Clinical Pathology I - Week 2
Card Set Information
Clinical Pathology I - Week 2
Clinical Pathology - Dr. Moore
what does MCHC mean?
Mean Corpuscular Hemoglobin Concentration
What are echinocytes?
RBCs with multiple projections
In target cells, what should be in the center of the colored pigment?
hemoglobin carrying oxygen
what is anemia?
low amount of RBCs (Dr. Moore)
Do you record a failed answer when running a PCV?
What is the interval between the two PCV results?
If the interval between the two PCV results is greater than 2, would should you do?
what is the buffy coat comprised of?
white blood cells
what occurs during hemolysis?
hemoglobin turns the plasma red
what are considered toxins?
anesthesia, flea prevention, etc.
anything not in the main four categories
what are the four items considered non-toxic?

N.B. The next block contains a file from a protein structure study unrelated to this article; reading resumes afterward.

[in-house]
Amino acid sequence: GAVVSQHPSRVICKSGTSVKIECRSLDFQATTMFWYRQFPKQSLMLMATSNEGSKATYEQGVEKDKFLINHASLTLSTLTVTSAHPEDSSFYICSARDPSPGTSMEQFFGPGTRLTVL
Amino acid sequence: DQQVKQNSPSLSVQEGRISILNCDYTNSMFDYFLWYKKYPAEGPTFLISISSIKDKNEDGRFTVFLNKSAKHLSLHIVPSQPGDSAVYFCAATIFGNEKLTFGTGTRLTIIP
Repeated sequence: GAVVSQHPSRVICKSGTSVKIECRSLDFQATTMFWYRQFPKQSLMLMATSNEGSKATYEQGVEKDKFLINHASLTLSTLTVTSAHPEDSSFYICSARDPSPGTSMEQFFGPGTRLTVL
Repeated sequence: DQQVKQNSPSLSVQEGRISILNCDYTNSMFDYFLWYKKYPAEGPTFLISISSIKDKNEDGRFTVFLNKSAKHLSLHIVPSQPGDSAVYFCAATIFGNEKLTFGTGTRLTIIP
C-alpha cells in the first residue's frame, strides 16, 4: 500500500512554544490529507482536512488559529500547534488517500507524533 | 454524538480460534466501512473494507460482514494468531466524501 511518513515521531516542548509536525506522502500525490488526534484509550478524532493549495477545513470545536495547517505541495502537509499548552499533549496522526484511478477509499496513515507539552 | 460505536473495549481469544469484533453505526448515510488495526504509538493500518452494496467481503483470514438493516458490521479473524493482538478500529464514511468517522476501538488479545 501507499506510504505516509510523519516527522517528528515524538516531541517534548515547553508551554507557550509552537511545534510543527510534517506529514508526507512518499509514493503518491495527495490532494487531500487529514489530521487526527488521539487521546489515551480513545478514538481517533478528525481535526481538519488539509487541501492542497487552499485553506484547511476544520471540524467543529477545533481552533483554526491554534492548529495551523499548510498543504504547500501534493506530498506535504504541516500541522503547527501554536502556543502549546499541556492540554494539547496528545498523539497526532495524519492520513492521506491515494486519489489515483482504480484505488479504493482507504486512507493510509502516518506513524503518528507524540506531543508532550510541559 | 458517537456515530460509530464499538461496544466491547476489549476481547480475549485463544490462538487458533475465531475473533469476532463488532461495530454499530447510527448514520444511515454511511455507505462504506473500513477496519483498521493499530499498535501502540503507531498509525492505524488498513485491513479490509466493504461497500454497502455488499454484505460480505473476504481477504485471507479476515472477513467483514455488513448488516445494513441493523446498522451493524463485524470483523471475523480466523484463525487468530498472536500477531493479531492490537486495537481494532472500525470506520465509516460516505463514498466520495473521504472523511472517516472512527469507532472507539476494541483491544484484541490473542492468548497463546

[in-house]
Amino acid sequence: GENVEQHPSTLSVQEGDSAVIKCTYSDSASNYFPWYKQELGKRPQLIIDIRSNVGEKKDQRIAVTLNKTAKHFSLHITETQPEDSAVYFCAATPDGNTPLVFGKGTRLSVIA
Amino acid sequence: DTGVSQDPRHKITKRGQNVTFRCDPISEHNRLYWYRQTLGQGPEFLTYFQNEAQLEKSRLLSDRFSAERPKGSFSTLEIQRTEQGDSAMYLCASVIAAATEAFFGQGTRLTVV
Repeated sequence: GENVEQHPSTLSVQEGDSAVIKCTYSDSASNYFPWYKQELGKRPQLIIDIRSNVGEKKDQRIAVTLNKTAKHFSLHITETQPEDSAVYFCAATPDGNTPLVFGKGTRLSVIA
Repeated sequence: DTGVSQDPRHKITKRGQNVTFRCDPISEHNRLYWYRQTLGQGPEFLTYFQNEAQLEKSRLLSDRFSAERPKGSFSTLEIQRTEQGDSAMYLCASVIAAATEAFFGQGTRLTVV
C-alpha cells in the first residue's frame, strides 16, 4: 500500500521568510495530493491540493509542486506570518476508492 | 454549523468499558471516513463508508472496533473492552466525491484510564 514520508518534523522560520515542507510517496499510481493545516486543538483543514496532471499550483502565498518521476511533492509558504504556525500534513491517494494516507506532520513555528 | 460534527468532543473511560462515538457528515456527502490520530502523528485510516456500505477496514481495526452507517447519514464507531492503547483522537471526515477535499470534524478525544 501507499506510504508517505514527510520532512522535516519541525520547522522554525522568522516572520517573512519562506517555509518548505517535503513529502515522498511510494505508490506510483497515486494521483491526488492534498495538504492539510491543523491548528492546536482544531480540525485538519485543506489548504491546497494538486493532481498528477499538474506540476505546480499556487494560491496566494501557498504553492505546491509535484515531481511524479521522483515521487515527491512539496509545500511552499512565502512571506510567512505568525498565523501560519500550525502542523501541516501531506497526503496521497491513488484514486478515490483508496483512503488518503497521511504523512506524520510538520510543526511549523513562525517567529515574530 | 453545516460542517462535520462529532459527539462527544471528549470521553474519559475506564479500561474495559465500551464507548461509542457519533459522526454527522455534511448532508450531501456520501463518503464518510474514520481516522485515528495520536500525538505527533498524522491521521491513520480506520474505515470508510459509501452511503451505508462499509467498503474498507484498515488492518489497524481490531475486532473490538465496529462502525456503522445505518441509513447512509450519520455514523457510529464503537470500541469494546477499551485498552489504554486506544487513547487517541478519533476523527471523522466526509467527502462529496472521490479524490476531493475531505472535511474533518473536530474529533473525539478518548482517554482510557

what does CIN stand for?
chronic interstitial nephritis
what does erythropoiesis need to work?
what is erythropoietin?
hormone necessary for RBC production
what is erythropoiesis?
where is erythropoietin created?
what are the five nutrients required for erythropoiesis?
high quality proteins
water soluble vitamins
source of calories
what is necessary to store iron?
what is necessary to store copper?
what is considered high quality proteins?
all essential amino acids
what vitamins are water soluble and necessary for erythropoiesis?
what does TDN stand for?
total digestible nitrogen
what are the 3 H's?
what are fat soluble vitamins?
what are the B complex vitamins?
what is another name for vitamin B1?
what is another name for vitamin B3?
what is another name for vitamin B2?
what is another name for vitamin B6?
what is another name for vitamin B9?
what is another name for vitamin B12?
what process requires all of the vitamin B complex?
what do round worms and hook worms cause?
what worm absorbs nutrients?
what is the #1 reason a dog has issues with erythropoiesis?
poor diet - either poor quality or not enough; could have gingivitis causing the dog not to eat
what is Garbage Can Syndrome considered?